Annual and Lifetime Prevalence
General medical and psychological concerns are reported in terms of annual or lifetime prevalence. Whereas a season of participation may define the time frame for athletes, the medical literature will use a longer period for reporting. Annual prevalence refers to an onset in the previous 12 months, and lifetime prevalence means any history of that illness or disease. Because lifetime prevalence covers a longer time period, it is significantly lower than annual prevalence data. For example, the lifetime prevalence of an eating disorder in adults in the United States is 4.7%, but the annual prevalence of eating disorders among the most at-risk group, teenagers, is 2.7%.
Validity of Clinical Tests
Clinical tests are an integral part of the injury evaluation. After a review of the patient’s records, thorough history, and performance measures, the clinician will administer clinical diagnostic tests that may include the use of medical instruments or technology. Often, special tests and diagnostic tests have statistical information available to assist the clinician to properly implement and interpret the test. Through statistical analysis, one may discover that a test is not indicated or is best paired with others. A test’s sensitivity and specificity must be taken into account when selecting a test and interpreting results. High sensitivity means the test correctly identifies those with the condition. High specificity means that the test rules out those without the condition. Both are important for an accurate diagnosis. Being an evidence-based clinician involves considering the available data about a clinical test and integrating it appropriately into the clinical examination. To be efficient, accurate, and effective, athletic trainers should research and use epidemiological evidence in their evaluations.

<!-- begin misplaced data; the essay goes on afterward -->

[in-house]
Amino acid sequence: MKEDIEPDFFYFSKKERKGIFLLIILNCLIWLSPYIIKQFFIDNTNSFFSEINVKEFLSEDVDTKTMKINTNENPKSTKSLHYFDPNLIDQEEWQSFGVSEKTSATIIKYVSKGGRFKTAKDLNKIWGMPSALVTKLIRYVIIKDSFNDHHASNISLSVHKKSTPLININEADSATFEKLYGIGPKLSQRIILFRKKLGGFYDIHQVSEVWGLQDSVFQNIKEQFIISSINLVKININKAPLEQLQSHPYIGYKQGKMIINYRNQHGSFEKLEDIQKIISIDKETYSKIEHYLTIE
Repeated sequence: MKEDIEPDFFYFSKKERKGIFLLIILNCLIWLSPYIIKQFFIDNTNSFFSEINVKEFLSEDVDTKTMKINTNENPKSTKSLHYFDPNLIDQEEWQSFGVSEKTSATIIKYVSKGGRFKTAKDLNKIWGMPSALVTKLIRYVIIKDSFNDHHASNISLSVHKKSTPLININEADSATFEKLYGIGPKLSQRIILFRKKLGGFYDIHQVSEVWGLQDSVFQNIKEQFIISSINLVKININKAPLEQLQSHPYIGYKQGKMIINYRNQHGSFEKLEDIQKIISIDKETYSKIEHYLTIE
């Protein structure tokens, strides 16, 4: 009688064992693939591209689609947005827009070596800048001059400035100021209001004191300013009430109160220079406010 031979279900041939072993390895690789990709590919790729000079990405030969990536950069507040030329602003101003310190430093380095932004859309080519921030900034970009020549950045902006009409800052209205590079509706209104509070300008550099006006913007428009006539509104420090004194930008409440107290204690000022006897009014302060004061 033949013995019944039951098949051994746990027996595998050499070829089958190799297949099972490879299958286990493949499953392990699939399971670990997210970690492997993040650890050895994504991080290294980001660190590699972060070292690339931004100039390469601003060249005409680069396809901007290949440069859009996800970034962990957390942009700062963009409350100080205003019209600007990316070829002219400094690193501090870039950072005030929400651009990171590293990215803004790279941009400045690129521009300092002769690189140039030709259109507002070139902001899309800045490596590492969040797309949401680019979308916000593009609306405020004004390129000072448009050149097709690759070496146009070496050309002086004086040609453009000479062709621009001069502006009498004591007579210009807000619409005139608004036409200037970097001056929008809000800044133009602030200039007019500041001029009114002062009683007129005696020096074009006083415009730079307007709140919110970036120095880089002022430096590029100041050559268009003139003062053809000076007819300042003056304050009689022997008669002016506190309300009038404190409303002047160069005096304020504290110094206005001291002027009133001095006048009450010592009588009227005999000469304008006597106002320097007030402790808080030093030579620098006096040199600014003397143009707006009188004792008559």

A 2×2 table is a useful tool to visualize clinical test results (Figure 3-14). Each box represents
2 pieces of information. First, it represents the test result being positive or negative. Second, it represents whether the patient has the condition. Therefore, box “a” represents a true positive, meaning the patient tested positive and truly has the disorder. Box “b” represents a false positive, meaning the patient tested positive when they did not have the condition. Box “c” represents a false negative, meaning the test result was negative, but the patient does have the condition. Therefore, the condition is undetected. Finally, box “d” represents a true negative, meaning the patient tested negative and does not have the condition. The information from the 2×2 table is used to calculate sensitivity and specificity. This statistical information is used to assist clinicians in knowing the strengths and weaknesses of diagnostic tests. Sensitivity and specificity are inversely proportional, meaning that if one goes up, the other goes down.4 One cannot have a clinical test that has high specificity and sensitivity. Therefore, a combination of tests is often recommended.